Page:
Here at 7,300 feet altitude, Los Alamos, New Mexico, looks like a resort town in the pines. To me, it’s the beautiful place where my granddaughter lives. Ravens swoop overheard or stare at you from perches, and an occasional Mountain Blue Jay rustles the dark green bristles against an even more vividly blue sky. Traffic is slow on two, parallel, main streets, and a quaint trolley serves as the “circulator” for a free shuttle system. The shuttle is important, as it is difficult and time-consuming to get from one neighborhood to another on a series of switch-back thoroughfares connecting four long mesas. These flattened hilltops sit above rugged canyons, their steep slopes tapering off at the Rio Grande, not far north of Santa Fe.

Not even Santa Fe was well-traveled in the mid-20th century. The cross-country train stopped 25 miles away, at Lamy. Who would suspect that some of its passengers would be famous scientists – or infamous, if you were against the Atomic Bomb?

In THE GREEN GLASS SEA, Dewey Kerrigan, age 11, arrives at Lamy in 1943 in the company of a new friend, Dick Feynman. She doesn’t know where she’s going, only that her dad is waiting for her in a place called The Hill.  This young readers’ novel observes the elite group of workers who are serving their country by setting aside illustrious careers at universities and laboratories to work toward a solution to war in this secret town. We aren’t allowed to know much about day-to-day activity of adults, but Ellen Klages allows us to follow their children, mainly Dewey and Suze, both awkward misfits in a society straining to maintain normality. Other girls avoid them. Dewey makes things out of spare parts, notably radios. She talks easily with grownups. Suze Gordon, who at first is aching to belong with the girly-girls, is thrown together with Dewey by chance, and discovers the Hill’s dump a perfect place to find bits and pieces to make into collage art. She finds out what really makes her happy.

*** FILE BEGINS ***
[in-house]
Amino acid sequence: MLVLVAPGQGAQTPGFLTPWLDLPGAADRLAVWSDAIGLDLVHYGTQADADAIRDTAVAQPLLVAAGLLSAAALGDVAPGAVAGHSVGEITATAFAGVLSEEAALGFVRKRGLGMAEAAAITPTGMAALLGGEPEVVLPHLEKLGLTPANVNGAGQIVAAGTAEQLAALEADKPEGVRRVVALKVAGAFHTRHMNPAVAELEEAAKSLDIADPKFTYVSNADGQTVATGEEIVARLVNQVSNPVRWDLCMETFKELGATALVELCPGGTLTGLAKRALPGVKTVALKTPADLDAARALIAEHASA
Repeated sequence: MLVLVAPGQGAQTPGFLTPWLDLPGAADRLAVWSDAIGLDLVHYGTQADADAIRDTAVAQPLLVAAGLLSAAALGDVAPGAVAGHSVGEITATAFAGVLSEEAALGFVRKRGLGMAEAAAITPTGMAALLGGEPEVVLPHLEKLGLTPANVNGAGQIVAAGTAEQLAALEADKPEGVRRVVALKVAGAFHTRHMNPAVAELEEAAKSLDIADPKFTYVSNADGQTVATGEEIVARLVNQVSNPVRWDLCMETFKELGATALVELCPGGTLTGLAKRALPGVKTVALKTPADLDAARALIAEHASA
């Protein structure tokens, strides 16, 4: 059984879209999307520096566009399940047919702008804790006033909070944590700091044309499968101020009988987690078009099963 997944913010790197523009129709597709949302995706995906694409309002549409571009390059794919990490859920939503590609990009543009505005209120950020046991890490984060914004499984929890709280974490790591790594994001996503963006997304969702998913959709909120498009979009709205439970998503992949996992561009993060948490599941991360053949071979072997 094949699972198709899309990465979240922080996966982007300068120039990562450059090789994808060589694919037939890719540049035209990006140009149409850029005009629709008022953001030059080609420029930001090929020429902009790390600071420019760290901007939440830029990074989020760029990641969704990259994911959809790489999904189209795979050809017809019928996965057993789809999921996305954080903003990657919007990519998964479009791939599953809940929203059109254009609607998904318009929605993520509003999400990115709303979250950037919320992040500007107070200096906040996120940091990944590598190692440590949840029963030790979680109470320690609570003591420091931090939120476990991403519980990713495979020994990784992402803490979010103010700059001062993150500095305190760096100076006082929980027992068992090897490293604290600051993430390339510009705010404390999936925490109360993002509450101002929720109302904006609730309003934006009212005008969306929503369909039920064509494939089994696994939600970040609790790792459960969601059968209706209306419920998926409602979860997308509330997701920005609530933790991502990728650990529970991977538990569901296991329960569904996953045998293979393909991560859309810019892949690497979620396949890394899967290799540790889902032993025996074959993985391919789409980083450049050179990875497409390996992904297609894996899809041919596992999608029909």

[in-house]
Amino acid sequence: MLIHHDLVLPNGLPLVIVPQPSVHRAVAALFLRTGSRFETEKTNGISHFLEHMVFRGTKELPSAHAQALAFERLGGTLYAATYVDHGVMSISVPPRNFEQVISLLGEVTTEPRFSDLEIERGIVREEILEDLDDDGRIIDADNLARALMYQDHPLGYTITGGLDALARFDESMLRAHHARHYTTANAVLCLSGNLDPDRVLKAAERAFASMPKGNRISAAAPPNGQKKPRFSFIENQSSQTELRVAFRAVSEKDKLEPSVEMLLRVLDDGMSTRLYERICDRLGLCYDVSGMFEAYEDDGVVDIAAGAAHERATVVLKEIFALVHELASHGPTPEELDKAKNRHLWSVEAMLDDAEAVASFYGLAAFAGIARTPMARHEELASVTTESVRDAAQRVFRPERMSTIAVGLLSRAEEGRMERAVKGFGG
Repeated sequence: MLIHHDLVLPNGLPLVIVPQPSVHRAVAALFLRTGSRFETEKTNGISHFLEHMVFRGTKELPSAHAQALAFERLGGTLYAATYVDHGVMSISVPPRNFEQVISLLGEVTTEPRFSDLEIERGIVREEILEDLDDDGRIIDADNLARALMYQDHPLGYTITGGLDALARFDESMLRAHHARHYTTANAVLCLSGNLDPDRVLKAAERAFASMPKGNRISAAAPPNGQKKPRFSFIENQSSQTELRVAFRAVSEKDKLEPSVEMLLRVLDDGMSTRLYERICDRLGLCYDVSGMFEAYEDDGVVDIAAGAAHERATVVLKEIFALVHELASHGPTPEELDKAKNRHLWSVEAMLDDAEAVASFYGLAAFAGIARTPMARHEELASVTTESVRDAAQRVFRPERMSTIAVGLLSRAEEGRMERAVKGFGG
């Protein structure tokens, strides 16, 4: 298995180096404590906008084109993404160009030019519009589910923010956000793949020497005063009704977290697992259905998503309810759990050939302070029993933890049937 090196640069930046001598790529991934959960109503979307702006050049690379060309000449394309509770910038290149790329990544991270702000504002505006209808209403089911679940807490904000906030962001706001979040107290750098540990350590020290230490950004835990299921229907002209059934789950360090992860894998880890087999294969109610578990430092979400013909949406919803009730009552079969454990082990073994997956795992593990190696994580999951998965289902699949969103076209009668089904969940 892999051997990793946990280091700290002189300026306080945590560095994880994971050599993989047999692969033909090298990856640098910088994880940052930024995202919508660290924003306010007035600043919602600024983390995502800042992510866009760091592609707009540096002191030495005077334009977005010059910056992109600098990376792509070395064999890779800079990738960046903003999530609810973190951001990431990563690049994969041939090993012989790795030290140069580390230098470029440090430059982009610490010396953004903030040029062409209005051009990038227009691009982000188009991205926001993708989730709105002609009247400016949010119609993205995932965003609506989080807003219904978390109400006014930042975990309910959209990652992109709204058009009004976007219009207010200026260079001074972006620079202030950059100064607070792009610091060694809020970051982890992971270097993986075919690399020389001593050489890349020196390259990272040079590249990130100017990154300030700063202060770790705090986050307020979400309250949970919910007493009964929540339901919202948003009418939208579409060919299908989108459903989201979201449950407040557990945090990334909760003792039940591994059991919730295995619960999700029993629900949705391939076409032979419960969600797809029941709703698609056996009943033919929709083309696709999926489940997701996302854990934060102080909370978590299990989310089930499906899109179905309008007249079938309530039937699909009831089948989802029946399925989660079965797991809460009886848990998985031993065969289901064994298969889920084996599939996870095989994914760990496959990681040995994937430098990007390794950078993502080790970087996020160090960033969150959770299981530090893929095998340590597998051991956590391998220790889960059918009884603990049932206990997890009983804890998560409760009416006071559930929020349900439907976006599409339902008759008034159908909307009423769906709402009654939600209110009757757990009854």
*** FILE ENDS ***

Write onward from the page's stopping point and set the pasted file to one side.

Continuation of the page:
The growing pains this author explores for young readers bring the mature reader close to the big questions of life and thus the moral dilemmas experienced by some of the scientists.  Suze’s mother, Terry Gordon, though a Manhattan Project “stink” (meaning “chemist”), feels discomfort with the whole enterprise, while her physicist husband is an enthusiast of the project’s accomplishments on July 16, 1945. The author’s  realistic portrayal of the smoking and drinking, the all-nighters on experiments to beat a deadline, the material sacrifices, and the loneliness yet resilience of the community’s children, are thought-provoking recollections that will make adult readers think about what they are doing with their lives.

THE GREEN GLASS SEA, published by Viking Children’s Books in 2006, won The Scott O’Dell Historical Fiction Award, among others. Its sequel, WHITE SANDS, RED MENACE (2008) takes the girls into the Cold War era and missile race.

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